Why you've already flopped your New Year's resolutions
It’s a new year and with every new year, there’s new resolutions and so much hope that the new year will be better than the last year. But now, it’s the beginning of March, and you’ve completely given up on your goals for the year.
Trust me, I’ve been there.
But I realised I was the kind of person that allowed the year to happen to me instead of happening to the year—basically, I wasn’t taking control of how I wanted my year to go. And I know you might be thinking, “yeah, I did take control. I did this and that, but it still didn’t work out.” I’m here to tell you that you didn’t want it that badly.
Yes. You didn’t want it that badly.
Sometimes, we set goals because we think it’s what we should want or it’s what we’ve seen other people do. And then we just expect it to fall into place, because we adopt the notion that whatever’s meant to be will be. On one hand, this saying ‘whatever’s meant to be will be’ has some merit to it in the context of allowing fate to play its role in situations that seem out of our control. On the other hand, it seems to propagate a passive mental attitude towards things which is wrong.
You’ve got to want something so bad or else you’ll never get it done. You can’t adopt a passive attitude towards your goals. The sooner I realised this, the better my goal setting was. For example, I knew that I didn’t really want to go to the gym, I just thought it’d be nice to be toned but I didn’t really want to do the work for it. So I dropped it to the bottom of the list and made it next year’s goal. Sometimes, don’t try to do too many goals at once, you have to be able to discern which goals need to be achieved this year or the following year.
How much do you want it?
It could be singing lessons, acting, writing, being debt free etc. Whatever it may be, you need to ask yourself this question and be very honest with yourself. Make sure that its things you really want, not things you think you should want or things other people and society think you should want. Then after you’ve reflected on your true wants, pick the ones that are actually feasible based on what you have at the moment or what is accessible to you. For example, if it’s something that’s going to require you to spend loads of money like travelling, then it might be more of a long-term goal where you actually start putting money aside towards it. Also, make sure it’s a realistic ‘want’, for instance, you might want to start working out but then if you don’t have the funds to pay for a personal trainer, you might consider taking classes which most gyms offer.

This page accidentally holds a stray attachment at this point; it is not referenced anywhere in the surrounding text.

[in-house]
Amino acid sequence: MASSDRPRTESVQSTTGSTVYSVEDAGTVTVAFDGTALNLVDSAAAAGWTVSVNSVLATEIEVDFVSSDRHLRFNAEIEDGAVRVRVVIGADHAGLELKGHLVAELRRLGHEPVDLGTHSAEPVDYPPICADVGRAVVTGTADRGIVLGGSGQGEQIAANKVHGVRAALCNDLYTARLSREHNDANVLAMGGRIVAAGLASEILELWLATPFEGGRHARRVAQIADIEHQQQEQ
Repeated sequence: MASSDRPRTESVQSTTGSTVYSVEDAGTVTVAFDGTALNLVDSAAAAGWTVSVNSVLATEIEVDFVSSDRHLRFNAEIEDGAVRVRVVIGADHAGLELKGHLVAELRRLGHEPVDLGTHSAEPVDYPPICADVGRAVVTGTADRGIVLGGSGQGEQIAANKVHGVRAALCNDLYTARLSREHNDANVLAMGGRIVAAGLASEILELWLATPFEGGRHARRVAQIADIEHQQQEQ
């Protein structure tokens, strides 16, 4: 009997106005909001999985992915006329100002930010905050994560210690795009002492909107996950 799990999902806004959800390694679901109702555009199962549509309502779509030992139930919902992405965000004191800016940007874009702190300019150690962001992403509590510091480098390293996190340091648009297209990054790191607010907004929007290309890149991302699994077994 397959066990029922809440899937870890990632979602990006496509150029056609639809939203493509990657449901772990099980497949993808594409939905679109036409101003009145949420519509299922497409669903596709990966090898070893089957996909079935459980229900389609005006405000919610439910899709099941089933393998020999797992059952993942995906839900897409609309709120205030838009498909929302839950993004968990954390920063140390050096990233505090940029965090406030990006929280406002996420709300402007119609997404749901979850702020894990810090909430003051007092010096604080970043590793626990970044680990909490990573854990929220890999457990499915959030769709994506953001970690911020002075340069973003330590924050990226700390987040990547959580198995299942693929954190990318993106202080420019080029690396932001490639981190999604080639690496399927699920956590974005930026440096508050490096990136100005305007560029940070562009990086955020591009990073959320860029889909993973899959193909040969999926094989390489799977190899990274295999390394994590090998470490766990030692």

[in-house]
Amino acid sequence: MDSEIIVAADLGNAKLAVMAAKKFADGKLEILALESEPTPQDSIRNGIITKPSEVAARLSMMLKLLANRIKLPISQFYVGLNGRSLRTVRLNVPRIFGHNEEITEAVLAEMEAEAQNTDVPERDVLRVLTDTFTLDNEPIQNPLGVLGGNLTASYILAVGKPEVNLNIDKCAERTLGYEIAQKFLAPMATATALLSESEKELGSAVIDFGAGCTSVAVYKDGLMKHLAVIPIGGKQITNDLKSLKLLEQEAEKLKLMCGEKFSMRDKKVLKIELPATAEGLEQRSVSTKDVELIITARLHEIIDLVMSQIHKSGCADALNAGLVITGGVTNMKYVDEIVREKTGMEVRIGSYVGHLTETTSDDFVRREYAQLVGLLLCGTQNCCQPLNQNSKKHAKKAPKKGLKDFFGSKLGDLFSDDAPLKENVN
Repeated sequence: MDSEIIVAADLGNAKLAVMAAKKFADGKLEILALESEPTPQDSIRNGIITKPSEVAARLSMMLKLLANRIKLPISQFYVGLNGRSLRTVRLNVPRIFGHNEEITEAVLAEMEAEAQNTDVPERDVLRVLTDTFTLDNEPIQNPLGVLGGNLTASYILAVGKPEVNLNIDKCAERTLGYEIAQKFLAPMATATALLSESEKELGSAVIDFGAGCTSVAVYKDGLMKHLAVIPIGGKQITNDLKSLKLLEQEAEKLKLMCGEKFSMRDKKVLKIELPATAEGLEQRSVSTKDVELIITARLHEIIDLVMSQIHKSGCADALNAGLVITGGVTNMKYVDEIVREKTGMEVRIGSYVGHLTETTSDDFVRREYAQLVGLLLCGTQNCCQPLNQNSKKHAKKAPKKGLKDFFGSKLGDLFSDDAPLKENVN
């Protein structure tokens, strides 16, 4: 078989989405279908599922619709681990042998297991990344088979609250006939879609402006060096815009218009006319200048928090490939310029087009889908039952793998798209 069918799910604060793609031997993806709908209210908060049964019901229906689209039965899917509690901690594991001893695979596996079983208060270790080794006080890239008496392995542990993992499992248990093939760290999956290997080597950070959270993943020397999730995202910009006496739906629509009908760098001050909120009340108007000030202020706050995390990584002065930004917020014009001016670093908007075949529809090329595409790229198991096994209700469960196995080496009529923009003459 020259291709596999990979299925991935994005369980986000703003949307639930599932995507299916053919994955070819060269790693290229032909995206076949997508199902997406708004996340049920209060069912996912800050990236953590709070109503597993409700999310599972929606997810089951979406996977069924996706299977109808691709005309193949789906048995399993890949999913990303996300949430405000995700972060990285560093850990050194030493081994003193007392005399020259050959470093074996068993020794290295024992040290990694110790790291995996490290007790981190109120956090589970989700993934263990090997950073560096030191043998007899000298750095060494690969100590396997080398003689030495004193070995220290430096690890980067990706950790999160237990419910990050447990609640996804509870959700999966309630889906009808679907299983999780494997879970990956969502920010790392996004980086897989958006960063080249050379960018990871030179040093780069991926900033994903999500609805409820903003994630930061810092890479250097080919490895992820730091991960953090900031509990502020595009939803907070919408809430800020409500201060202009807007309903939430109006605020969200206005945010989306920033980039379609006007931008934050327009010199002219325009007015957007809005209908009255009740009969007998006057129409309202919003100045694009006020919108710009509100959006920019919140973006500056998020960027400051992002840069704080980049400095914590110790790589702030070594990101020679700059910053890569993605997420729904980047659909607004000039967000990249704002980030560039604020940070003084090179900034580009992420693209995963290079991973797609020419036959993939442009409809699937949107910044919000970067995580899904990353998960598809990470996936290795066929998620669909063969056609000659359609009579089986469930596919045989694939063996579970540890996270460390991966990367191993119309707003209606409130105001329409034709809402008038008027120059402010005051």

Then, why do you want it?
If you know your true motivations for wanting to do something, then it will help you when it starts becoming difficult to go after your goals. Personally, I knew I wanted to be a better writer and I knew that it meant that I had to write more because I literally cannot be a better writer without it. So, I started forcing myself to write every evening. I literally drag myself to my laptop and type whatever comes to my head. Most times, it’s pretty crap but I just do it anyway. Whenever I want to quit, whenever I’d rather watch a movie, I just think about that instead. I think about my why.
If you want to be a goal-getter, write a list of your goals and ask yourself these two questions, adjusting them where applicable. You might find that your list is shorter or that some goals might have to be shifted down the list as long term goals.
Then, take control of your year. It’s not too late to do so.
Remember: Don’t give up!